While speaking to a group of pediatricians from across the state at the Grove Park Inn for the 2013 annual meeting of the North Carolina Pediatric Society, Rich says, “What we feed a child's mind is as important as what we feed a child's body.”
Considered the world's first “mediatrician,” Rich serves as the director of the Center on Media and Child Health at Children's Hospital Boston, Harvard Medical School and Harvard School of Public Health, a center that studies the positive and negative effects of media on children.
He clicks to the next slide of his keynote presentation, which displays an image of cellphones, computers and televisions floating around a young girl's head. This illustration environment, he says, is the reality of the media-centric and hyper-connected world we live in today for both adults and children — for better or for worse.
“It's like the air they breathe and the water they drink,” he says of the current media environment. “Does it help or does it hurt?”
Speaking to Xpress before his presentation last weekend, Rich explains that the effects of media on children can be either nourishing or noxious. However, he stresses that it's up to parents and pediatricians to have a conversation about what it means for a child to be a healthy media consumer, whether a child is 12 months old or 12 years old.
“Media are here to stay. The Luddite approach of 'turn it off, throw it out the window' is not going to work. Secondly, media are shared cultural experience and we need that — that's how we connect and communicate with each other,” he says. “But we also have to be aware that there are pitfalls, and that physical, mental and social health and children's development can be influenced, sometimes very powerfully, by the media they use and the way they use the media.”
During his presentation, Rich showed a video of an experiment conducted by the Center on Media and Child Health. As parents watched their preschool children behind a two-way mirror, one class watched an episode of Barney while another watched an episode of PowerRangers. After the program, the class that watched Barney played and shared with maracas. The group that watched PowerRangers, however, used the musical instruments as weapons.
Rich says it's important to remember just how malleable a child's brain is at a young age. In fact, it's one of the reasons why he advocates for parents to think of media as tools, not as what Rich calls “electronic babysitters.”
“One of the things that we know for example about very young children, infants and toddlers, is that brain architecture responds to the stimulus it gets,” he explains. Rich points to what he says are the three most positive influences on a young brain: face-to-face interaction with other human beings, manipulating their physical world (by stacking blocks, for example) and open-ended free play.
As for educational apps, games and videos, Rich says there's no scientific evidence to show that any of them actually teach kids, citing a study that revealed that children who watched the popular Baby Einstein videos actually had more language delays than children who did not.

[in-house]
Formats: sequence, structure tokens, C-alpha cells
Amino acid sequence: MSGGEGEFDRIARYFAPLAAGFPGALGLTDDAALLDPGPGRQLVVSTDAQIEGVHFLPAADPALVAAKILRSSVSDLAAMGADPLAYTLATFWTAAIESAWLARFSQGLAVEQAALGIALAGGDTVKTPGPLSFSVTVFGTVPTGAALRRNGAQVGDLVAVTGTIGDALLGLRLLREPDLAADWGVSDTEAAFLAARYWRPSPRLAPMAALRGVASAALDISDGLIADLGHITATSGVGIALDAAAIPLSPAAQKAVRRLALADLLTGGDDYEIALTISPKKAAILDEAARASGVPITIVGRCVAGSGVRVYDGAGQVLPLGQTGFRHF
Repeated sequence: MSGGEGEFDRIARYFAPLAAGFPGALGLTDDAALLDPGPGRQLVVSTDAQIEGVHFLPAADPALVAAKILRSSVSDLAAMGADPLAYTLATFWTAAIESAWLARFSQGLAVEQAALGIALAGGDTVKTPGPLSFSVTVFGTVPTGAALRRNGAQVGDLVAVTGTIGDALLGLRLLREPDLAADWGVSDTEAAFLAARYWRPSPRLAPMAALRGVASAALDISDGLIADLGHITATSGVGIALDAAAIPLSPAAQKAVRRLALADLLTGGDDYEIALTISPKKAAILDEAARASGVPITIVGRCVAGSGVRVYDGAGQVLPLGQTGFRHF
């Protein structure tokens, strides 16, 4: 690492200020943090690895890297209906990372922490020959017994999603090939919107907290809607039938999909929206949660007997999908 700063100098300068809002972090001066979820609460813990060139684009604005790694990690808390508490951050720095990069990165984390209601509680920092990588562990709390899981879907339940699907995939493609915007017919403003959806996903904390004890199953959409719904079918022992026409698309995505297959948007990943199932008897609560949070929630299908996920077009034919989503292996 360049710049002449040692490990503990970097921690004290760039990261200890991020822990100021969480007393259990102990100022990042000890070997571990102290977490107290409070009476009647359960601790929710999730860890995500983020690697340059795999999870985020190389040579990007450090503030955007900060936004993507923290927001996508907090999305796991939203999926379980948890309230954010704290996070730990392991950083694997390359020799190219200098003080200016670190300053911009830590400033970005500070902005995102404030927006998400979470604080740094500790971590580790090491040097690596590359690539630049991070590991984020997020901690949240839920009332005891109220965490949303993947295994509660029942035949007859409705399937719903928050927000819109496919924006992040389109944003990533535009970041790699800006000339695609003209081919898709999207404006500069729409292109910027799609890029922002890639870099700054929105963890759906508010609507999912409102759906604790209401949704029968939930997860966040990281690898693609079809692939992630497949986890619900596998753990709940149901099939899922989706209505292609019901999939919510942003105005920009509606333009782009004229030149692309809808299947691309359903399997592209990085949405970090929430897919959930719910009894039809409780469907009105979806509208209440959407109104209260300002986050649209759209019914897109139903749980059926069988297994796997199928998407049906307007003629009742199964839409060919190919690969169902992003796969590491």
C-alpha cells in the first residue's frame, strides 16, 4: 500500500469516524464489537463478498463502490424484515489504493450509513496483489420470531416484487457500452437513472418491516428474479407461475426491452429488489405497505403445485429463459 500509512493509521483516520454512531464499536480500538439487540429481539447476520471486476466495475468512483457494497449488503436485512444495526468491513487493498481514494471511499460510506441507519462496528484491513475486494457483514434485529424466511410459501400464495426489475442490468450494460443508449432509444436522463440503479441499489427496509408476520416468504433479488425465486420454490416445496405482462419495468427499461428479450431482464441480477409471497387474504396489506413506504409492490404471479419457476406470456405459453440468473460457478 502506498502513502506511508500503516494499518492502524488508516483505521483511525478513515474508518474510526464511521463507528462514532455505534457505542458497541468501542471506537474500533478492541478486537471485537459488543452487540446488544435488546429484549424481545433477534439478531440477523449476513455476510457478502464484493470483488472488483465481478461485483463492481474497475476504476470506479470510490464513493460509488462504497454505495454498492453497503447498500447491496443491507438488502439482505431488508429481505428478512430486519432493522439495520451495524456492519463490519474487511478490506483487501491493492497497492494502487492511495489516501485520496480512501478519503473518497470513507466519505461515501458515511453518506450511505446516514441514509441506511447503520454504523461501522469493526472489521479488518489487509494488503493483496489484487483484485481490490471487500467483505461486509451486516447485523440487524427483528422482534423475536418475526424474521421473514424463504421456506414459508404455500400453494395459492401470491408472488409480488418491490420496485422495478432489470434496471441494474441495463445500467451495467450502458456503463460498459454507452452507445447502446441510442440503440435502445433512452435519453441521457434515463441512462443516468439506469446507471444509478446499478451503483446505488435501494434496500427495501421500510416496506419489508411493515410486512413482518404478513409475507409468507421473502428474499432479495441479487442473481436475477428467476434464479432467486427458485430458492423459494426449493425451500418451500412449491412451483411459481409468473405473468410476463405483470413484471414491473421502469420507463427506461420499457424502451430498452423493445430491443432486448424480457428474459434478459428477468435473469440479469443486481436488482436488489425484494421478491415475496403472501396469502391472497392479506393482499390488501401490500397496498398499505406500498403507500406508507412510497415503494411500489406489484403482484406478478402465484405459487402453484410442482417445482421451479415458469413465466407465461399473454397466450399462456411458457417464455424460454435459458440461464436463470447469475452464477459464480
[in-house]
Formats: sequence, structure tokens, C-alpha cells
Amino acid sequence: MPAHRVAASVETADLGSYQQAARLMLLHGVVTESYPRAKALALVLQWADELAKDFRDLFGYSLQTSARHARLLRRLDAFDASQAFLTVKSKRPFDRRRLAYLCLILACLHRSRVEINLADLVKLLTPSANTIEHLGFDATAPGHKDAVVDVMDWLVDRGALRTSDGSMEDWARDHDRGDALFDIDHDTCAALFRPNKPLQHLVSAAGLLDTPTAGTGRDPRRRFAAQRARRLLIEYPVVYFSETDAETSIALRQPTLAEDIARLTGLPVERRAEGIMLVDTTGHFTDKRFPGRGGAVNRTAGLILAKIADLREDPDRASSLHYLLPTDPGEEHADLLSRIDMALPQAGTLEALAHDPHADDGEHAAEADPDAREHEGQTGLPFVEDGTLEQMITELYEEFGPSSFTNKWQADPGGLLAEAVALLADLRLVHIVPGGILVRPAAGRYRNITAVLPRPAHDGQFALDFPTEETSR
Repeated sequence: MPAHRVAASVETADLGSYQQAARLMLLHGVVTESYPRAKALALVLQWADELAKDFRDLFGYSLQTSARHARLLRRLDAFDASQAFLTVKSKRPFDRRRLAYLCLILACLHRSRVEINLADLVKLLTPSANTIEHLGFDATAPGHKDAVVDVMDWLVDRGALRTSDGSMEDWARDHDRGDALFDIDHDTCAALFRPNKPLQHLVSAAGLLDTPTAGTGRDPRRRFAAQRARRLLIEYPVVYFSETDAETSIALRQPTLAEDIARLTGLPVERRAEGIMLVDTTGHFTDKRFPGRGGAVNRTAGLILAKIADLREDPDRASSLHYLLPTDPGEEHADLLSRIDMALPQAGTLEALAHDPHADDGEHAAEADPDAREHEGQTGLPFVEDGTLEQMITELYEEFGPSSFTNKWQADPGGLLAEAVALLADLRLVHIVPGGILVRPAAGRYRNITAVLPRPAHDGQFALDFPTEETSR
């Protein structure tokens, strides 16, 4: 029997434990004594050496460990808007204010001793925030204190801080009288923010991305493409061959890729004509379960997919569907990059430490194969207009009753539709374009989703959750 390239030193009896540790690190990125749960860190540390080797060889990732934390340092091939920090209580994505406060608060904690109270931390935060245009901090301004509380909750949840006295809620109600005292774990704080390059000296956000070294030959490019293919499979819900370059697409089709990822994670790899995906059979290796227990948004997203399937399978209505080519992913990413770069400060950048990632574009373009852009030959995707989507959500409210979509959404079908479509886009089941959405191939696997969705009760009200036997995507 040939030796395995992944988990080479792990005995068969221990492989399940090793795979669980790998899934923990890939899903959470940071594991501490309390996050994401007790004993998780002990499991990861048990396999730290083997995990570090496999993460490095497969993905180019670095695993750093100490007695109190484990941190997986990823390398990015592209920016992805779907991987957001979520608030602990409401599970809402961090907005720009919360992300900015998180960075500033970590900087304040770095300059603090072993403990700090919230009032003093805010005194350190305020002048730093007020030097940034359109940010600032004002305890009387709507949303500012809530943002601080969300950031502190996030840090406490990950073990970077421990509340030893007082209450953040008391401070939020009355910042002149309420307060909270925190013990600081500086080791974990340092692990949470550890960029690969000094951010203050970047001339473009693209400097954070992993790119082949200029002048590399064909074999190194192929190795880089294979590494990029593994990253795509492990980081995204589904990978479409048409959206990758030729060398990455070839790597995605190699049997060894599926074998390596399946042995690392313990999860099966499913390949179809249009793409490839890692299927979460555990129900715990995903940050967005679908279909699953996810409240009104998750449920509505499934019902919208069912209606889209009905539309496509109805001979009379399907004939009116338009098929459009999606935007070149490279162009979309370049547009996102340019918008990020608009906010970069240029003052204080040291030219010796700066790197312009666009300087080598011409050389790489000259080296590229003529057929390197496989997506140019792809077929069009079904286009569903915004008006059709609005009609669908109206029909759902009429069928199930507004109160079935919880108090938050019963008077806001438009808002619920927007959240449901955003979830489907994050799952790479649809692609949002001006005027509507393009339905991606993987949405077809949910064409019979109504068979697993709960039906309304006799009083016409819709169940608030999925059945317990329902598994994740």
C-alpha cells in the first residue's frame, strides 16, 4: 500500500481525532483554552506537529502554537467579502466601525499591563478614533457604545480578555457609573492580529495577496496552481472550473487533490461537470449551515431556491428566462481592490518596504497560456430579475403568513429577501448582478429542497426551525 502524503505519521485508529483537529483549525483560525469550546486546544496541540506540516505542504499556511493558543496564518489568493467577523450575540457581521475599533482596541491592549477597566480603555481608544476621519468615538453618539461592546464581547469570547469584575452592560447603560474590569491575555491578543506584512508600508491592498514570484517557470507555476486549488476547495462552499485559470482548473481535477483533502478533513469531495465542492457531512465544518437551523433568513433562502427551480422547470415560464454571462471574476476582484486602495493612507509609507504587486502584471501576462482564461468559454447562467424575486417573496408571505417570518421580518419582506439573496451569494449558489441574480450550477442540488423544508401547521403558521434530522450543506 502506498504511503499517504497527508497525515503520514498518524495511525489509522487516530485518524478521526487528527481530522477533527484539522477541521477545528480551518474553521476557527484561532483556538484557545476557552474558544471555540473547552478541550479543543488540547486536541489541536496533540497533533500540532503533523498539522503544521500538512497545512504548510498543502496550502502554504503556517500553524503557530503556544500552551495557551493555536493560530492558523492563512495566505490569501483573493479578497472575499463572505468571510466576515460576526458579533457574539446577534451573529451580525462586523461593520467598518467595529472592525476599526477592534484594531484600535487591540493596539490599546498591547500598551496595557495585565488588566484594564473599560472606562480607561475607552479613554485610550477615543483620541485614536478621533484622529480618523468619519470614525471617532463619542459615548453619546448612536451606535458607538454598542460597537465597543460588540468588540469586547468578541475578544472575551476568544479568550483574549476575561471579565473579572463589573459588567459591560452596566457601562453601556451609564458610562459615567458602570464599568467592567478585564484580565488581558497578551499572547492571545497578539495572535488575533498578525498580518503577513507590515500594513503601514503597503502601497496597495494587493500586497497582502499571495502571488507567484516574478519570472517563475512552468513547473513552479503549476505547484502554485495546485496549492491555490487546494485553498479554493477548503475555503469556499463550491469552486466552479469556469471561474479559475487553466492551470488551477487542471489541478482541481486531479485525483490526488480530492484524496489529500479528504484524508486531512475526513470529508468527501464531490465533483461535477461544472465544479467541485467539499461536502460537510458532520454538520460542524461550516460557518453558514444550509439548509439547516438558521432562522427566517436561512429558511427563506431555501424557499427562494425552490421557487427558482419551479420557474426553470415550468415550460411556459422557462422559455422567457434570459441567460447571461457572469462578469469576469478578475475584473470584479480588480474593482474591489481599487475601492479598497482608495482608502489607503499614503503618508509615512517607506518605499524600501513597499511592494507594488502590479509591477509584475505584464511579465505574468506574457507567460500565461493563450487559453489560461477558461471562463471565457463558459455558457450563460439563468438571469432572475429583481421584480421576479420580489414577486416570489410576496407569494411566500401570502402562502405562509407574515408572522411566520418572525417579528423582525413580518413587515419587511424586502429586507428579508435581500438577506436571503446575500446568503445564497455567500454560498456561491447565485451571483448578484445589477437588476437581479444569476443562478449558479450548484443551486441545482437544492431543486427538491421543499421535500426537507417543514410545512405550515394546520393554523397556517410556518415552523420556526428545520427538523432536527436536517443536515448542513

“Unfortunately what I think has happened is these infant DVDs and infant apps are ways for parents to not feel so guilty for using it as an electronic babysitter. It's better than having them watch a Schwarzenegger film, but, in a way, what they're doing is they're substituting a less rich brain stimulation environment for a richer one called the world itself,” Rich says.
However, media can also harm children in another way.
“We're seeing first- and second-grade girls worried about their weight and at least talking about it. This is in part a factor of as kids get more wired, as they get more hooked in, marketers are seeing them as an expanding market. Not only that, but marketers of products they're not even yet using are going to want to build brand loyalty,” Rich says.
Medical Director at Mission Children's Hospital Dr. Susan Mims says that she encourages local parents to use the media as a learning opportunity not only about the issues that may arise in TV shows, but about the media itself.
“I taught my kids to play a game early on, it was called 'Look for the Product Placement.' It's so funny because they still do it today,” she says.
She continues, “To have a discussion about that and find things like that, then they can begin to learn as they develop and grow. They can learn that what's depicted is really not reality and, actually, it can be used to manipulate.”
Though parents must be the ones to enforce media limits and consumption, Rich urges pediatricians to start the conversation during routine wellness visits.
“We are not only obligated to diagnose the issues we see in front of us, but we also do something called anticipatory guidance, which is what's going to happen in the next year or period of time developmentally before I see this child again,” he says. “Kids use media for more time than they do anything else except sleep. They are in that environment more time than they are in school or with parents. We need to encapsulate that time in our parenting. We can't just check out.”
— Caitlin Byrd can be reached at firstname.lastname@example.org or 251-1333, ext. 140.
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